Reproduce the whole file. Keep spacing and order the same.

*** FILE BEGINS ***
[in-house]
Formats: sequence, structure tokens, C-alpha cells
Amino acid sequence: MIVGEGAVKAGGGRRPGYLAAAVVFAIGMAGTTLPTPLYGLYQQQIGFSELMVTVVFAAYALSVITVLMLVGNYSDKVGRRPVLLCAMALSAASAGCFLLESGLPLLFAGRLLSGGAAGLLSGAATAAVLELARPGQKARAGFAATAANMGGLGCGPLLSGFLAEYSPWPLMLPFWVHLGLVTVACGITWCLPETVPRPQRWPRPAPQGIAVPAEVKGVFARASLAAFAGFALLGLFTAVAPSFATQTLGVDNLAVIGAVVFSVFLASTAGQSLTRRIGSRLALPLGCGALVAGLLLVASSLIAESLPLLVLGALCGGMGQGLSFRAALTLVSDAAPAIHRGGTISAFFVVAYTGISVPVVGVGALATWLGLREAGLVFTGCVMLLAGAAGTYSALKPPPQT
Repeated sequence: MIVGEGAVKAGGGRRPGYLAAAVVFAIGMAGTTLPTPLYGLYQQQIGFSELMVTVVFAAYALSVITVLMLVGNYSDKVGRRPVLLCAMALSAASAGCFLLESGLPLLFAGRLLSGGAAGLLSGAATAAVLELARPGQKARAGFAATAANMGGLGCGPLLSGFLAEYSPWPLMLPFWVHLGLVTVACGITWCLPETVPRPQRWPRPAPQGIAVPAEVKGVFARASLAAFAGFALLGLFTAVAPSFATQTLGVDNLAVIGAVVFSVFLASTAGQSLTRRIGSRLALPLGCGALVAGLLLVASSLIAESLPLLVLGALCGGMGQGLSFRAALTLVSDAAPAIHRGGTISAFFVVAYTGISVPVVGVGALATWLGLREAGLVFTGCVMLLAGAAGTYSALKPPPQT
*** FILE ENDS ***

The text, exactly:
[in-house]
Formats: sequence, structure tokens, C-alpha cells
Amino acid sequence: MIVGEGAVKAGGGRRPGYLAAAVVFAIGMAGTTLPTPLYGLYQQQIGFSELMVTVVFAAYALSVITVLMLVGNYSDKVGRRPVLLCAMALSAASAGCFLLESGLPLLFAGRLLSGGAAGLLSGAATAAVLELARPGQKARAGFAATAANMGGLGCGPLLSGFLAEYSPWPLMLPFWVHLGLVTVACGITWCLPETVPRPQRWPRPAPQGIAVPAEVKGVFARASLAAFAGFALLGLFTAVAPSFATQTLGVDNLAVIGAVVFSVFLASTAGQSLTRRIGSRLALPLGCGALVAGLLLVASSLIAESLPLLVLGALCGGMGQGLSFRAALTLVSDAAPAIHRGGTISAFFVVAYTGISVPVVGVGALATWLGLREAGLVFTGCVMLLAGAAGTYSALKPPPQT
Repeated sequence: MIVGEGAVKAGGGRRPGYLAAAVVFAIGMAGTTLPTPLYGLYQQQIGFSELMVTVVFAAYALSVITVLMLVGNYSDKVGRRPVLLCAMALSAASAGCFLLESGLPLLFAGRLLSGGAAGLLSGAATAAVLELARPGQKARAGFAATAANMGGLGCGPLLSGFLAEYSPWPLMLPFWVHLGLVTVACGITWCLPETVPRPQRWPRPAPQGIAVPAEVKGVFARASLAAFAGFALLGLFTAVAPSFATQTLGVDNLAVIGAVVFSVFLASTAGQSLTRRIGSRLALPLGCGALVAGLLLVASSLIAESLPLLVLGALCGGMGQGLSFRAALTLVSDAAPAIHRGGTISAFFVVAYTGISVPVVGVGALATWLGLREAGLVFTGCVMLLAGAAGTYSALKPPPQT